KUCHING (August 15): The Ministry of Education (MOE) plays a vital role in empowering schools to address and manage cases of bullying on a holistic level, the Socialist Youth Party leader said of Democratic Action (Dapsy), Dr. Kelvin Yii.
He said that based on reports from some parents, some school administrators tend to bury or minimize bullying and other acts of indiscipline – which does not help the situation and may even perpetuate problems if no action is taken.
“That’s why I welcome the Department of Education’s intention to launch a portal by this week for parents and teachers to file reports on bullying cases in schools.
“Such an initiative is important so that there is a safe space for such reports to be filed and for the ministry to oversee all schools in case some try to minimize gambling or even sweep such cases under the rug. “, did he declare.
The MP for Bandar Kuching added that the most important thing after the filing of these reports is that schools need to take the issue seriously and steps need to be taken to build trust in the system.
“Existing guidelines and procedures to minimize such incidents should be strengthened and reformed, drawing on best practices from other countries,” he said in a statement Monday.
In addition to this, the Federal Government, through the Ministry of Communications and Multimedia, should consider formulating a comprehensive anti-cyberbullying law, as there is currently no specific cyberbullying legislation in Malaysia.
He said that apart from a legal framework, public awareness as well as education and social norms on social media etiquette – such as acceptable online behavior – are necessary to effectively tackle the prevalence of cyberbullying in Malaysia.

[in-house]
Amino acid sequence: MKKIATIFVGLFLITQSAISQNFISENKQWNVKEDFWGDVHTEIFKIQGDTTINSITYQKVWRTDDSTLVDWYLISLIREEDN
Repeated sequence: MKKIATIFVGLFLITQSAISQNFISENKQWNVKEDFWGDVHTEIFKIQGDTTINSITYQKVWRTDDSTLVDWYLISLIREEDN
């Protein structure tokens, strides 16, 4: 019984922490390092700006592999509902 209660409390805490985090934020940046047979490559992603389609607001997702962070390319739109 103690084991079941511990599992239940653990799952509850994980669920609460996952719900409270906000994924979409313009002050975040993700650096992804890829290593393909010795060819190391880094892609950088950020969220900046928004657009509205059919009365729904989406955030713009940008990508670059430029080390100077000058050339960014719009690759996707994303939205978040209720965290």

This follows several reports of physical bullying, including a recent report of an alleged bullying case involving an MRSM student in Kuantan whose mother claimed her daughter’s uniform had been vandalized and her hair had been cut while she slept.
He said such incidents are not isolated, with many similar cases occurring at other schools.
“On December 14, 2021, it was reported that Maktab Rendah Sains Mara Sultan Azlan Shah (MRSM) in Kuala Kangsar expelled 10 students for bullying a fellow student who was punched and kicked by a group of boys – which had been captured on video.
“On December 16 last year, police remanded five 16-year-old boys for allegedly bullying a 14-year-old student in Muar on December 9. The boy suffered injuries to his left ribs and was treated at a hospital.
“The most disturbing thing is that some students have died of bullying. For example, a student from SMK Bandar Rinching died after drinking pesticides in February 2014 because he could not stand the bullying from his fellow students. Form 1 student T Kavinraj had reported the bullying to his teachers and family but eventually, perhaps in a fit of frustration, took his own life,” he added.
Dr Yii also referred to an adolescent health survey conducted by the Ministry of Health in 2017 and pointed out that 16.2% of adolescents in Malaysia were involved in bullying.
However, he said these numbers may not paint a complete picture, as many instances of bullying go unreported and this may not have covered cyberbullying incidents, which are increasingly prevalent in the country.
He cited a report by the United Nations Children’s Fund (Unicef) that in 2020 Malaysia was ranked second in Asia for cyberbullying among young people, with at least 28% of the country’s children being bullied. online violence, which is becoming an increasingly serious problem.
“More needs to be done, including properly equipping and empowering schools to deal with bullying cases in order to overcome such incidents in schools, whether physical bullying or even cyberbullying, especially among our students. “, did he declare.